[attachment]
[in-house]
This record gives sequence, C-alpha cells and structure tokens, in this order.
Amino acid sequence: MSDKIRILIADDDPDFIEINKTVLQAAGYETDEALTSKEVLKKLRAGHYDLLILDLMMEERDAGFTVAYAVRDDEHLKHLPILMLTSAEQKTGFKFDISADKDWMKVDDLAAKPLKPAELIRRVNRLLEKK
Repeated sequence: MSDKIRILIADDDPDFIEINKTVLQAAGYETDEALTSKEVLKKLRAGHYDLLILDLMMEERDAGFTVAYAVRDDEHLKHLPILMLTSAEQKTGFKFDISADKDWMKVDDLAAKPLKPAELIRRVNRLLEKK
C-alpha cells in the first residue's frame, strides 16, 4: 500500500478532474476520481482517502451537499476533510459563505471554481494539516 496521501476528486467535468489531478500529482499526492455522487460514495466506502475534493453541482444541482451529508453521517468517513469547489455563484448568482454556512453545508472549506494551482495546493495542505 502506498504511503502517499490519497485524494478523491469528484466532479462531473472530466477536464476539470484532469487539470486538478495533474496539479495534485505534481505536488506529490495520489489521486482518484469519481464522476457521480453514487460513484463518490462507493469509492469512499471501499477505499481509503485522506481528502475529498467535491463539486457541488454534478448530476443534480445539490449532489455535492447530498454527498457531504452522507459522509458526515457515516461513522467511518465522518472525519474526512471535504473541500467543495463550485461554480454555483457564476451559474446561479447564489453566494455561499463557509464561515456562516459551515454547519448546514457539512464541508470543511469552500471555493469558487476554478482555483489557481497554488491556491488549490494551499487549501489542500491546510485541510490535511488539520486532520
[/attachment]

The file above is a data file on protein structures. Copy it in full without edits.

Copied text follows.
[in-house]
This record gives sequence, C-alpha cells and structure tokens, in this order.
Amino acid sequence: MSDKIRILIADDDPDFIEINKTVLQAAGYETDEALTSKEVLKKLRAGHYDLLILDLMMEERDAGFTVAYAVRDDEHLKHLPILMLTSAEQKTGFKFDISADKDWMKVDDLAAKPLKPAELIRRVNRLLEKK
Repeated sequence: MSDKIRILIADDDPDFIEINKTVLQAAGYETDEALTSKEVLKKLRAGHYDLLILDLMMEERDAGFTVAYAVRDDEHLKHLPILMLTSAEQKTGFKFDISADKDWMKVDDLAAKPLKPAELIRRVNRLLEKK
C-alpha cells in the first residue's frame, strides 16, 4: 500500500478532474476520481482517502451537499476533510459563505471554481494539516 496521501476528486467535468489531478500529482499526492455522487460514495466506502475534493453541482444541482451529508453521517468517513469547489455563484448568482454556512453545508472549506494551482495546493495542505 502506498504511503502517499490519497485524494478523491469528484466532479462531473472530466477536464476539470484532469487539470486538478495533474496539479495534485505534481505536488506529490495520489489521486482518484469519481464522476457521480453514487460513484463518490462507493469509492469512499471501499477505499481509503485522506481528502475529498467535491463539486457541488454534478448530476443534480445539490449532489455535492447530498454527498457531504452522507459522509458526515457515516461513522467511518465522518472525519474526512471535504473541500467543495463550485461554480454555483457564476451559474446561479447564489453566494455561499463557509464561515456562516459551515454547519448546514457539512464541508470543511469552500471555493469558487476554478482555483489557481497554488491556491488549490494551499487549501489542500491546510485541510490535511488539520486532520